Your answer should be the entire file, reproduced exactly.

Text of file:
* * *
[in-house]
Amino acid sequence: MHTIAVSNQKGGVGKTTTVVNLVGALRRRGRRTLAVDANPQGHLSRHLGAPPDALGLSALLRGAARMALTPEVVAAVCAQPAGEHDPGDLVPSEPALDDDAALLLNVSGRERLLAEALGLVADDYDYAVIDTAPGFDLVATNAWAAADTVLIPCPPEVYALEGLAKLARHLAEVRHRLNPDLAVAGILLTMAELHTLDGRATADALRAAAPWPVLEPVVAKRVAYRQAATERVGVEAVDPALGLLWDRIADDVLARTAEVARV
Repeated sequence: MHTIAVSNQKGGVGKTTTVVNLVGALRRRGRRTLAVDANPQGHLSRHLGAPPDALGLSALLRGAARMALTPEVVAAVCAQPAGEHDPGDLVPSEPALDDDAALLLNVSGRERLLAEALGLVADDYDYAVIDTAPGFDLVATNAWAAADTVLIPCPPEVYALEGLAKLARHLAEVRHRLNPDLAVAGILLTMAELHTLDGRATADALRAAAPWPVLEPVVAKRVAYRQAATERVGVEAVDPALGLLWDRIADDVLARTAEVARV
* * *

[in-house]
Amino acid sequence: MHTIAVSNQKGGVGKTTTVVNLVGALRRRGRRTLAVDANPQGHLSRHLGAPPDALGLSALLRGAARMALTPEVVAAVCAQPAGEHDPGDLVPSEPALDDDAALLLNVSGRERLLAEALGLVADDYDYAVIDTAPGFDLVATNAWAAADTVLIPCPPEVYALEGLAKLARHLAEVRHRLNPDLAVAGILLTMAELHTLDGRATADALRAAAPWPVLEPVVAKRVAYRQAATERVGVEAVDPALGLLWDRIADDVLARTAEVARV
Repeated sequence: MHTIAVSNQKGGVGKTTTVVNLVGALRRRGRRTLAVDANPQGHLSRHLGAPPDALGLSALLRGAARMALTPEVVAAVCAQPAGEHDPGDLVPSEPALDDDAALLLNVSGRERLLAEALGLVADDYDYAVIDTAPGFDLVATNAWAAADTVLIPCPPEVYALEGLAKLARHLAEVRHRLNPDLAVAGILLTMAELHTLDGRATADALRAAAPWPVLEPVVAKRVAYRQAATERVGVEAVDPALGLLWDRIADDVLARTAEVARV